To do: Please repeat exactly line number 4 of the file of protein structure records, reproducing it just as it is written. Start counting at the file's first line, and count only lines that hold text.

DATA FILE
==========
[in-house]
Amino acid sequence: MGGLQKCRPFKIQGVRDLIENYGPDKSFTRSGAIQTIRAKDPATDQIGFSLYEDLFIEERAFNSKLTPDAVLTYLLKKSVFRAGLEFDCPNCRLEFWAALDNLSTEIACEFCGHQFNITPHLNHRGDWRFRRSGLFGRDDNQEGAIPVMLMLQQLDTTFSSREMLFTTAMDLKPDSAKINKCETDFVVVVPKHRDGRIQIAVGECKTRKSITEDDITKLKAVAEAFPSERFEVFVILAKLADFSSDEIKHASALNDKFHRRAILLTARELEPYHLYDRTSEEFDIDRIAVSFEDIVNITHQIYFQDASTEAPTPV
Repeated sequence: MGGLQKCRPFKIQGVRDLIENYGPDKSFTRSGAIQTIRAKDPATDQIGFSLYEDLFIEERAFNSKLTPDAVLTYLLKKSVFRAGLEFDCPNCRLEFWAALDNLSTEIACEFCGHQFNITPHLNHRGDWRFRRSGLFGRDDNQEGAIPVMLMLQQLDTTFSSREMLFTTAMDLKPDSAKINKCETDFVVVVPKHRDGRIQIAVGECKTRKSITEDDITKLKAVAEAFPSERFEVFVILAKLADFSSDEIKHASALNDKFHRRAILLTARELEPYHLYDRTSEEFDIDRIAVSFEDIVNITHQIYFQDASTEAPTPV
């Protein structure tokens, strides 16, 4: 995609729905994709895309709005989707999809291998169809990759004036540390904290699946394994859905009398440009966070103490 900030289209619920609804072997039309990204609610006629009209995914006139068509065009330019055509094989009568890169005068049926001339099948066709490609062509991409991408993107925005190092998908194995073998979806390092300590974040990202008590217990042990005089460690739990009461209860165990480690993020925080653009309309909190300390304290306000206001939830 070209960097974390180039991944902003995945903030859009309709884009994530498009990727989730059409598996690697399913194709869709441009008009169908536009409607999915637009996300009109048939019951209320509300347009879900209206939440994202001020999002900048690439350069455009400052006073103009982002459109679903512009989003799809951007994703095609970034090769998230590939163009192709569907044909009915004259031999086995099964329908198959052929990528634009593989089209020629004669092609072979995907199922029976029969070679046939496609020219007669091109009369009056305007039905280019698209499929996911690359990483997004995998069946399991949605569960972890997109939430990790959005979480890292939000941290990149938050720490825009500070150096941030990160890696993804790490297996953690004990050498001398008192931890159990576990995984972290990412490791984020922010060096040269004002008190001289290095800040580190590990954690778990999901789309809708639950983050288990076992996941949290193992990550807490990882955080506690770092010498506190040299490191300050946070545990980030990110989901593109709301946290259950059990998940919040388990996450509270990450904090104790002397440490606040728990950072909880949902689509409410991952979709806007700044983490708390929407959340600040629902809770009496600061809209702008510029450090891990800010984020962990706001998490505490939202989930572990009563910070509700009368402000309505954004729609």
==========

């Protein structure tokens, strides 16, 4: 995609729905994709895309709005989707999809291998169809990759004036540390904290699946394994859905009398440009966070103490 900030289209619920609804072997039309990204609610006629009209995914006139068509065009330019055509094989009568890169005068049926001339099948066709490609062509991409991408993107925005190092998908194995073998979806390092300590974040990202008590217990042990005089460690739990009461209860165990480690993020925080653009309309909190300390304290306000206001939830 070209960097974390180039991944902003995945903030859009309709884009994530498009990727989730059409598996690697399913194709869709441009008009169908536009409607999915637009996300009109048939019951209320509300347009879900209206939440994202001020999002900048690439350069455009400052006073103009982002459109679903512009989003799809951007994703095609970034090769998230590939163009192709569907044909009915004259031999086995099964329908198959052929990528634009593989089209020629004669092609072979995907199922029976029969070679046939496609020219007669091109009369009056305007039905280019698209499929996911690359990483997004995998069946399991949605569960972890997109939430990790959005979480890292939000941290990149938050720490825009500070150096941030990160890696993804790490297996953690004990050498001398008192931890159990576990995984972290990412490791984020922010060096040269004002008190001289290095800040580190590990954690778990999901789309809708639950983050288990076992996941949290193992990550807490990882955080506690770092010498506190040299490191300050946070545990980030990110989901593109709301946290259950059990998940919040388990996450509270990450904090104790002397440490606040728990950072909880949902689509409410991952979709806007700044983490708390929407959340600040629902809770009496600061809209702008510029450090891990800010984020962990706001998490505490939202989930572990009563910070509700009368402000309505954004729609």